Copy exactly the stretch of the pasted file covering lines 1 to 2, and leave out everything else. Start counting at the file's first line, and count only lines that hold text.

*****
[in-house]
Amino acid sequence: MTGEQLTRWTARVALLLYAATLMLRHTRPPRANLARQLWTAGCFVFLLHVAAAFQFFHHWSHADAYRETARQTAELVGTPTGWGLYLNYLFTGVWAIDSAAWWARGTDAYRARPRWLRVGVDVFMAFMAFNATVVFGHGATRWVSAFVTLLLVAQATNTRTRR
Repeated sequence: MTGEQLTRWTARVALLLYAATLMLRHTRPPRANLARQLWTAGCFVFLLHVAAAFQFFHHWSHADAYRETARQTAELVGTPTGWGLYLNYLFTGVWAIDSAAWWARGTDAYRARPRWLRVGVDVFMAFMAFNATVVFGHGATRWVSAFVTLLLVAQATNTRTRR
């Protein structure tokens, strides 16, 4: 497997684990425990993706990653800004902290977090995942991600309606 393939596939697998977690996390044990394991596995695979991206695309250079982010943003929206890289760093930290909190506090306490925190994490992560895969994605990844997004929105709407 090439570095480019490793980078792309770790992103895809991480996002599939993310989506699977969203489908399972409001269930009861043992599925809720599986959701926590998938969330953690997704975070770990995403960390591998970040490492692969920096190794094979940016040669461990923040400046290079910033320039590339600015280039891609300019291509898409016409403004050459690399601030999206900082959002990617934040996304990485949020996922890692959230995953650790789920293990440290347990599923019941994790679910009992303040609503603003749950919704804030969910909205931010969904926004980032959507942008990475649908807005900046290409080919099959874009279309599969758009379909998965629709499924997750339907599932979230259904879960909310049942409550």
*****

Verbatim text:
[in-house]
Amino acid sequence: MTGEQLTRWTARVALLLYAATLMLRHTRPPRANLARQLWTAGCFVFLLHVAAAFQFFHHWSHADAYRETARQTAELVGTPTGWGLYLNYLFTGVWAIDSAAWWARGTDAYRARPRWLRVGVDVFMAFMAFNATVVFGHGATRWVSAFVTLLLVAQATNTRTRR